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VOLUME 12 , ISSUE 3 ( September, 2008 ) > List of Articles


Prediction of arterial blood gas values from arterialized earlobe blood gas values in patients treated with mechanical ventilation

Mohammadreza Safavi, Azim Honarmand

Keywords : Arterialized earlobe blood gas, critically illness, mechanical ventilation

Citation Information : Safavi M, Honarmand A. Prediction of arterial blood gas values from arterialized earlobe blood gas values in patients treated with mechanical ventilation. Indian J Crit Care Med 2008; 12 (3):96-101.

DOI: 10.4103/0972-5229.43677

License: CC BY-ND 3.0

Published Online: 01-01-2012

Copyright Statement:  Copyright © 2008; The Author(s).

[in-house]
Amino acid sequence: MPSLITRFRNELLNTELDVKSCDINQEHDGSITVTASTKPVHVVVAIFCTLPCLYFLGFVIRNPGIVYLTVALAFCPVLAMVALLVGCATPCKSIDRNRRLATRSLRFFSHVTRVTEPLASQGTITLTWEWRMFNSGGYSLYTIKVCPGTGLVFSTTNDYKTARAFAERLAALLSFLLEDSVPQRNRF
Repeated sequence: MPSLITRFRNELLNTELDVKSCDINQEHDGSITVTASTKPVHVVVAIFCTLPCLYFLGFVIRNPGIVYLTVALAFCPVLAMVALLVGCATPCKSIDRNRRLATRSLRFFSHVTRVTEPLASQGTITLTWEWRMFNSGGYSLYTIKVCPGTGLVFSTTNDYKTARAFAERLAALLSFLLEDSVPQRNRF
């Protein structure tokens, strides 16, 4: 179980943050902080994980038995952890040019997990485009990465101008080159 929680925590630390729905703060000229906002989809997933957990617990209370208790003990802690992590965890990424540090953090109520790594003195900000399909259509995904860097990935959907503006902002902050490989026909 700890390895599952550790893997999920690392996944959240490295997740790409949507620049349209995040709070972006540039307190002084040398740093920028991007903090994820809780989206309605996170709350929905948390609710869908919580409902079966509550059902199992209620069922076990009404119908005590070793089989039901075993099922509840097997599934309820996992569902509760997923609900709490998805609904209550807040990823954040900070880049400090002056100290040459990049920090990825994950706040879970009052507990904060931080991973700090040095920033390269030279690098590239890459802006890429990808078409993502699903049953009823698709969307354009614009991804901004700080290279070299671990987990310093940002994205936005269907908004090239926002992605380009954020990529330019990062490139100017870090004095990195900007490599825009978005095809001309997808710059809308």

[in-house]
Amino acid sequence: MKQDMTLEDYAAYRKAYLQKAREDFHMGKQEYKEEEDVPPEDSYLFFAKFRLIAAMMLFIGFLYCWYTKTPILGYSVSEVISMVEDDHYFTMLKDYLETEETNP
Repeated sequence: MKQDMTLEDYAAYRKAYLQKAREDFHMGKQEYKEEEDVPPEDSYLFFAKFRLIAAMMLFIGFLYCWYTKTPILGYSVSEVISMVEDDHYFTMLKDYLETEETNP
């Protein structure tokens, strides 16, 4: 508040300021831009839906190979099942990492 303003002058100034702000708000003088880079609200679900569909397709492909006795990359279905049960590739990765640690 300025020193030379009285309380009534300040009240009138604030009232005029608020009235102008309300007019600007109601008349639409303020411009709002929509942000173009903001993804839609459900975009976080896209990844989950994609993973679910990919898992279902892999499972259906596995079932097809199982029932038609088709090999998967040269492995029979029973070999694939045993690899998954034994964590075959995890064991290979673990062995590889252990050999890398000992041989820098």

Background/Objective: Arterial blood gas (ABG) analysis is useful in evaluation of the clinical condition of critically ill patients; however, arterial puncture or insertion of an arterial catheter may sometimes be difficult and cause many complications. Arterialized ear lobe blood samples have been described as adequate to gauge gas exchange in acute and chronically ill pediatric patients. Purpose: This study evaluates whether pH, partial pressure of oxygen (PO 2), partial pressure of carbon dioxide (PCO 2), base excess (BE), and bicarbonate (HCO 3) values of arterialized earlobe blood samples could accurately predict their arterial blood gas analogs for adult patients treated by mechanical ventilation in an intensive care unit (ICU). Setting: A prospective descriptive study Methods: Sixty-seven patients who were admitted to ICU and treated with mechanical ventilation were included in this study. Blood samples were drawn simultaneously from the radial artery and arterialized earlobe of each patient. Results: Regression equations and mean percentage-difference equations were derived to predict arterial pH, PCO 2, PO 2, BE, and HCO 3 -values from their earlobe analogs. pH, PCO 2, BE, and HCO 3 all significantly correlated in ABG and earlobe values. In spite of a highly significant correlation, the limits of agreement between the two methods were wide for PO 2. Regression equations for prediction of pH, PCO 2, BE, and HCO3- values were: arterial pH (pHa) = 1.81+ 0.76 x earlobe pH (pHe) [r = 0.791, P < 0.001]; PaCO 2 = 1.224+ 1.058 x earlobePCO 2 (PeCO 2) [r = 0.956, P < 0.001]; arterial BE (BEa) = 1.14+ 0.95 x earlobe BE (BEe) [r= 0.894, P < 0.001], and arterial HCO 3 - (HCO 3 -a) = 1.41+ earlobe HCO 3 (HCO 3 -e) [r = 0.874, P < 0.001]. The predicted ABG values from the mean percentage-difference equations were derived as follows: pHa = pHe x 1.001; PaCO 2 = PeCO 2 x 0.33; BEa = BEe x 0.57; and HCO 3 -a = HCO 3 -e x 1.06. Conclusions: Arterialized earlobe blood gas can accurately predict the ABG values of pH, PCO 2, BE, and HCO 3 - for patients who do not require regular continuous blood pressure measurements and close monitoring of arterial PO 2 measurements.

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